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20 Feet Seafood Joint Serves the Best Lobster Roll in Dallas

Owners Marc Cassel and his wife Suzan Fries share some tidbits about what makes their lobster roll stand out.
By |
Kevin Marple

Marc Cassel and his wife, Suzan Fries, share responsibility for the finest Maine-style lobster roll in North Texas. At their East Dallas restaurant, 20 Feet Seafood Joint, Fries bakes the light challah bread rolls daily and Cassel cooks the pound-and-a-quarter lobsters in water that mimics the salinity of the sea, even going so far as to add seaweed to make it more “ocean-y.” After that, each bun is buttered and griddled, and the lobster meat is tossed with a little mayonnaise, a pinch of salt and pepper, and lemon juice and zest. The result is a roll that is remarkably cold, sweet, and salty—and surprisingly straightforward. “The temptation to chef this up was huge,” Cassel says. “But Suzan was the voice of reason. We keep it simple.”

D Magazine: You take your lobster roll pretty seriously. Tell us how you perfected your cooking techniques.

Marc Cassel: When my daughter graduated from Wellesley, Sue and I spent about a week up in New England checking out all the summer shacks. At Woodman’s in Essex, Mass., we found that they cooked their lobster in seawater they pumped in from the estuary behind the restaurant. Suzan talked with the cook for a while and observed his technique. We tried to mimic their method by cooking them in salted water that approximated the ocean salinity and added the seaweed the lobsters come packed in. It took a little trial and error to get the timing right, but we think we’ve nailed it!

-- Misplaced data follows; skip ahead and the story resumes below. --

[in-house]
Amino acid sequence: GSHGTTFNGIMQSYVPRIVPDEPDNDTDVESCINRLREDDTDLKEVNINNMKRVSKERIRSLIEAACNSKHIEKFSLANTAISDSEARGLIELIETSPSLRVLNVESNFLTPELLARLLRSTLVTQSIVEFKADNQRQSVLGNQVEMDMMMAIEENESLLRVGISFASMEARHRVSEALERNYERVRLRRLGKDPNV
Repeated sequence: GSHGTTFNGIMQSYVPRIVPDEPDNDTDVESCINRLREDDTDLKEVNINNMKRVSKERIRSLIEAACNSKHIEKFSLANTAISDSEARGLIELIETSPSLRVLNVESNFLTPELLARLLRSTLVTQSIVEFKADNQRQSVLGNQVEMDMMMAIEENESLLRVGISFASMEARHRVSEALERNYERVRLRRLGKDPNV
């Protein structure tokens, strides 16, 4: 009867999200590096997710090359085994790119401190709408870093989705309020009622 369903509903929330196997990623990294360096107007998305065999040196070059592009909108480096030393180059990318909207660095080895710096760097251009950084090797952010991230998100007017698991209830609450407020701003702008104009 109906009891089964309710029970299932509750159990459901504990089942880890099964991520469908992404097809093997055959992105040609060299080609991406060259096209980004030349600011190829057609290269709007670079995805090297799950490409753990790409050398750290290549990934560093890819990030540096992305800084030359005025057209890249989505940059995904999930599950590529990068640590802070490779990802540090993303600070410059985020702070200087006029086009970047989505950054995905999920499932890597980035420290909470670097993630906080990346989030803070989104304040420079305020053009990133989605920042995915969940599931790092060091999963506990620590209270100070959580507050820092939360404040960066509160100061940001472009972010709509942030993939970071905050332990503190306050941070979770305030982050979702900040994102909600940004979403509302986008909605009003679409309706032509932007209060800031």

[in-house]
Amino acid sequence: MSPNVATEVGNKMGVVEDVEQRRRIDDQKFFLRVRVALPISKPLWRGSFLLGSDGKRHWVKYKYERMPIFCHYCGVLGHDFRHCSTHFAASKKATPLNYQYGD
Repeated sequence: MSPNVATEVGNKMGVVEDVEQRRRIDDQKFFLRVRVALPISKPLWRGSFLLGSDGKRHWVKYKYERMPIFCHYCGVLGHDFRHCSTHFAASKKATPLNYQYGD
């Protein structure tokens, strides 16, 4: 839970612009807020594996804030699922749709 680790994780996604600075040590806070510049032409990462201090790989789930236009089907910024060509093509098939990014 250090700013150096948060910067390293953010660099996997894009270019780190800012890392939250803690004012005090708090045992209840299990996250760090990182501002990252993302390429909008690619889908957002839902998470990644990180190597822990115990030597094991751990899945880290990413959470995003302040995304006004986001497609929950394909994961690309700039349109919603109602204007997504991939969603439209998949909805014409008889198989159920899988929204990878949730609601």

D: Suzan experimented with different types of bread. What kind of research did she do and how did you settle on the final product?

MC: Suzan experimented with several dough recipes but the real trick was finding one that wasn’t so rich that it overshadowed the lobster itself. We settled on a challah type of dough, similar (loosely) to brioche. We think this housemate roll compliments the lobster nicely.

D: I understand most of your customers are happy with your Maine version. What happens when someone from Connecticut comes in? Can you explain the difference between the two versions?

MC: Yes, over 90 percent of our guests order it the way we serve it which is cold lobster dressed simply in a lemon zest mayo on a toasted roll. We are happy to serve it with warmed lobster meat and drawn butter for those that of that [Connecticut] school of thought.

D: You both stepped away from fine dining to offer fine seafood in a downhome atmosphere. After almost five years, how do you feel about your decision?

MC: Great! Our guests really like our BYOB (policy). Also, we have a dog friendly patio and raise money in-house for both The Love Pit, a pitbull rescue where we got our latest dog the adorable Paisley, and Elizabeth Dry’s POP Garden. POP is a community garden built in several elementary schools (Bayles is in our neighborhood) where kids are taught how to grow, future, and harvest healthy vegetables in a near food desert. Elizabeth is awesome! Other than that we are a relaxing place with a killer playlist and a friendly, helpful staff.

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